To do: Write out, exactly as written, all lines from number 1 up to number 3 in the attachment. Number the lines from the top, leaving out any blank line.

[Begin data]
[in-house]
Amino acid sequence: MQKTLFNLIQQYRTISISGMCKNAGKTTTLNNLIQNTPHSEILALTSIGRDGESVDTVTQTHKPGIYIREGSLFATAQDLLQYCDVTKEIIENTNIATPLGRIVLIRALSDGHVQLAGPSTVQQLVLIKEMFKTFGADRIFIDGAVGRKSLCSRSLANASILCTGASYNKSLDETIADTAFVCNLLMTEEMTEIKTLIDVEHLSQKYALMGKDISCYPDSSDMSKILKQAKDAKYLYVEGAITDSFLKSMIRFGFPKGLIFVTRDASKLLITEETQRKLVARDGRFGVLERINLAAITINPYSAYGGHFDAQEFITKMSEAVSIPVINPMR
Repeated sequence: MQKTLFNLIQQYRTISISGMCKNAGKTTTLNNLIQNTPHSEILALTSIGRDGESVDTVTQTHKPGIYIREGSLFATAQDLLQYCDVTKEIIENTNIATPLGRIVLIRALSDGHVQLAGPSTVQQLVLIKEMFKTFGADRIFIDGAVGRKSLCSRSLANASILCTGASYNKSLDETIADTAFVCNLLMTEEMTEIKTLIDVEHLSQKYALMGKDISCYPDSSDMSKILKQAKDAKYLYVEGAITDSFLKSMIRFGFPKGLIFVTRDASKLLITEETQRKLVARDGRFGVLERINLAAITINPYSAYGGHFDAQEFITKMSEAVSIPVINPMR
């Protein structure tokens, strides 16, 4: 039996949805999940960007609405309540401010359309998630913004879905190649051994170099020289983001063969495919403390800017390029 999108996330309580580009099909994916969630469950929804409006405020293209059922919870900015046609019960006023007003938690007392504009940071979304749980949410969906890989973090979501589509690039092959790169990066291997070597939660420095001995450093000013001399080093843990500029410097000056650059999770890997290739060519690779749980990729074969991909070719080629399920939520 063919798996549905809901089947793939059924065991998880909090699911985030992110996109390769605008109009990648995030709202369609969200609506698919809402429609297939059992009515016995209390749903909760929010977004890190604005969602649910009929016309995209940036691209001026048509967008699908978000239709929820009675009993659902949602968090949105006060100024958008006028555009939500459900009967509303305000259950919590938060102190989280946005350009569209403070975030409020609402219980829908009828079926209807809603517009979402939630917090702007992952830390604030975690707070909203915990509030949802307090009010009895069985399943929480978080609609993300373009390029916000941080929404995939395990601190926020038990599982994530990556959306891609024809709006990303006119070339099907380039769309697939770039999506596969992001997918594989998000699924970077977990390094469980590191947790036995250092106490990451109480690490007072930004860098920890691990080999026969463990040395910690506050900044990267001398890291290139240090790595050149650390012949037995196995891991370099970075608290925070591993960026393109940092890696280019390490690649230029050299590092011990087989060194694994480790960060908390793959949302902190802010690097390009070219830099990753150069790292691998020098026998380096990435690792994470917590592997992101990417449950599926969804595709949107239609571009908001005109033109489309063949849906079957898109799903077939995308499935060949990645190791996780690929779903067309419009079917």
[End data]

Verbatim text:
[in-house]
Amino acid sequence: MQKTLFNLIQQYRTISISGMCKNAGKTTTLNNLIQNTPHSEILALTSIGRDGESVDTVTQTHKPGIYIREGSLFATAQDLLQYCDVTKEIIENTNIATPLGRIVLIRALSDGHVQLAGPSTVQQLVLIKEMFKTFGADRIFIDGAVGRKSLCSRSLANASILCTGASYNKSLDETIADTAFVCNLLMTEEMTEIKTLIDVEHLSQKYALMGKDISCYPDSSDMSKILKQAKDAKYLYVEGAITDSFLKSMIRFGFPKGLIFVTRDASKLLITEETQRKLVARDGRFGVLERINLAAITINPYSAYGGHFDAQEFITKMSEAVSIPVINPMR
Repeated sequence: MQKTLFNLIQQYRTISISGMCKNAGKTTTLNNLIQNTPHSEILALTSIGRDGESVDTVTQTHKPGIYIREGSLFATAQDLLQYCDVTKEIIENTNIATPLGRIVLIRALSDGHVQLAGPSTVQQLVLIKEMFKTFGADRIFIDGAVGRKSLCSRSLANASILCTGASYNKSLDETIADTAFVCNLLMTEEMTEIKTLIDVEHLSQKYALMGKDISCYPDSSDMSKILKQAKDAKYLYVEGAITDSFLKSMIRFGFPKGLIFVTRDASKLLITEETQRKLVARDGRFGVLERINLAAITINPYSAYGGHFDAQEFITKMSEAVSIPVINPMR